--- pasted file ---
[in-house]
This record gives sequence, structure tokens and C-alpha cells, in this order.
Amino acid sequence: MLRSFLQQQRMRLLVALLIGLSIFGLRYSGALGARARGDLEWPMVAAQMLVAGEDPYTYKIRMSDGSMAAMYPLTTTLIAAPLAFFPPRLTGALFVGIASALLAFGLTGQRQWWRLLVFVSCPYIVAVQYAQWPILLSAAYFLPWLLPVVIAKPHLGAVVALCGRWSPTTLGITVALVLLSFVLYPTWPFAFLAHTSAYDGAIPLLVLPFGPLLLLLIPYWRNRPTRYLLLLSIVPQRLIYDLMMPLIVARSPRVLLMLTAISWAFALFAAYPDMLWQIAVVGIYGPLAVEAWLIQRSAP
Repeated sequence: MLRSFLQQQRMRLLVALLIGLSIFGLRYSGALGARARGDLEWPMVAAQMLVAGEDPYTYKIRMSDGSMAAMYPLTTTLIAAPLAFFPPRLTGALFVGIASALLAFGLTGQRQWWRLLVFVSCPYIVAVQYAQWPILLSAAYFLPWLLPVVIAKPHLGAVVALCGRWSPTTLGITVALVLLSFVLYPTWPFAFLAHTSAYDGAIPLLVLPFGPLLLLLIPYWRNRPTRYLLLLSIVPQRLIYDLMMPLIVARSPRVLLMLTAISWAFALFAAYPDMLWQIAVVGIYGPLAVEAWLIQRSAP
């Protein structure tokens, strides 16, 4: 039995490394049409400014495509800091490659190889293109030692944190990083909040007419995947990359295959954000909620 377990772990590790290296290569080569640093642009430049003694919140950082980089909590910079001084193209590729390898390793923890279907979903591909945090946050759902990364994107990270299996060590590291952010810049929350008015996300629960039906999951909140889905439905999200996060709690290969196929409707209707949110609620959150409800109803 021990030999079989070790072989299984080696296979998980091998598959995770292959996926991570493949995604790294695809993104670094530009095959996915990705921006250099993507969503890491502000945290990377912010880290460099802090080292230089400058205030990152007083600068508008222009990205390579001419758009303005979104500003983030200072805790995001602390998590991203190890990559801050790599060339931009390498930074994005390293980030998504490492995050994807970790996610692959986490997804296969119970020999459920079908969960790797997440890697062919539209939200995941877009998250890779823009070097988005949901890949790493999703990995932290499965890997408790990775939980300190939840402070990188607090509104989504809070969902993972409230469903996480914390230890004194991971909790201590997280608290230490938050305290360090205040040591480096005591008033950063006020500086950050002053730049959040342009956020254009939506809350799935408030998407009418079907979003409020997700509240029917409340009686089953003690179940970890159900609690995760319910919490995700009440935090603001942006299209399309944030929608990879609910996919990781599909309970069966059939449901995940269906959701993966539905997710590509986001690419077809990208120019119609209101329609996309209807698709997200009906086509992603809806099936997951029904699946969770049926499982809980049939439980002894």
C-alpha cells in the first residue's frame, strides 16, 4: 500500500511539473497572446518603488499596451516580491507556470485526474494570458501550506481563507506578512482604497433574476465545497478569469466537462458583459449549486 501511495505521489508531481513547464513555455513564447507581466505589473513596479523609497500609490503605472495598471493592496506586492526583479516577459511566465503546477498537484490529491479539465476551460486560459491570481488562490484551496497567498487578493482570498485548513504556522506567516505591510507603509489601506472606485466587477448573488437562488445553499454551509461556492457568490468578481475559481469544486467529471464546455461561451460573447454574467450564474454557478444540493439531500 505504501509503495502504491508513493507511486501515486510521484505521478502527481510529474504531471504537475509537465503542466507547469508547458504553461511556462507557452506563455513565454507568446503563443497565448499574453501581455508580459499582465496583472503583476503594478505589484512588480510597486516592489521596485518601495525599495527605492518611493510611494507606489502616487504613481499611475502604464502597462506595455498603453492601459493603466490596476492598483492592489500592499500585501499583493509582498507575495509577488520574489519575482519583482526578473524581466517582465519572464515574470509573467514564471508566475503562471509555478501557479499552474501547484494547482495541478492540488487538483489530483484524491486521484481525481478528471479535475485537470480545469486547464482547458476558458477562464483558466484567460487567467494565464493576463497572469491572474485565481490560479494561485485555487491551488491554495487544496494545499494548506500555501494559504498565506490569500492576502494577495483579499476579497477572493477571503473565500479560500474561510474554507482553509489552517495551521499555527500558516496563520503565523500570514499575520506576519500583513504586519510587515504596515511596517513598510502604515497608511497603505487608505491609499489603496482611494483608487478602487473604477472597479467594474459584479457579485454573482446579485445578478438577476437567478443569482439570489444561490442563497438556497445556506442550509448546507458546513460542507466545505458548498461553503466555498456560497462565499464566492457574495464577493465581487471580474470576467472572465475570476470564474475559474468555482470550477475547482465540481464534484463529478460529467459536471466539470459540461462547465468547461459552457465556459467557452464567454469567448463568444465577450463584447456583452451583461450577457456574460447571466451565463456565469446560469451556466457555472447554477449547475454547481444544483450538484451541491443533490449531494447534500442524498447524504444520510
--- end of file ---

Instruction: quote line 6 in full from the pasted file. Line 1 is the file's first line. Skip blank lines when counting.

C-alpha cells in the first residue's frame, strides 16, 4: 500500500511539473497572446518603488499596451516580491507556470485526474494570458501550506481563507506578512482604497433574476465545497478569469466537462458583459449549486 501511495505521489508531481513547464513555455513564447507581466505589473513596479523609497500609490503605472495598471493592496506586492526583479516577459511566465503546477498537484490529491479539465476551460486560459491570481488562490484551496497567498487578493482570498485548513504556522506567516505591510507603509489601506472606485466587477448573488437562488445553499454551509461556492457568490468578481475559481469544486467529471464546455461561451460573447454574467450564474454557478444540493439531500 505504501509503495502504491508513493507511486501515486510521484505521478502527481510529474504531471504537475509537465503542466507547469508547458504553461511556462507557452506563455513565454507568446503563443497565448499574453501581455508580459499582465496583472503583476503594478505589484512588480510597486516592489521596485518601495525599495527605492518611493510611494507606489502616487504613481499611475502604464502597462506595455498603453492601459493603466490596476492598483492592489500592499500585501499583493509582498507575495509577488520574489519575482519583482526578473524581466517582465519572464515574470509573467514564471508566475503562471509555478501557479499552474501547484494547482495541478492540488487538483489530483484524491486521484481525481478528471479535475485537470480545469486547464482547458476558458477562464483558466484567460487567467494565464493576463497572469491572474485565481490560479494561485485555487491551488491554495487544496494545499494548506500555501494559504498565506490569500492576502494577495483579499476579497477572493477571503473565500479560500474561510474554507482553509489552517495551521499555527500558516496563520503565523500570514499575520506576519500583513504586519510587515504596515511596517513598510502604515497608511497603505487608505491609499489603496482611494483608487478602487473604477472597479467594474459584479457579485454573482446579485445578478438577476437567478443569482439570489444561490442563497438556497445556506442550509448546507458546513460542507466545505458548498461553503466555498456560497462565499464566492457574495464577493465581487471580474470576467472572465475570476470564474475559474468555482470550477475547482465540481464534484463529478460529467459536471466539470459540461462547465468547461459552457465556459467557452464567454469567448463568444465577450463584447456583452451583461450577457456574460447571466451565463456565469446560469451556466457555472447554477449547475454547481444544483450538484451541491443533490449531494447534500442524498447524504444520510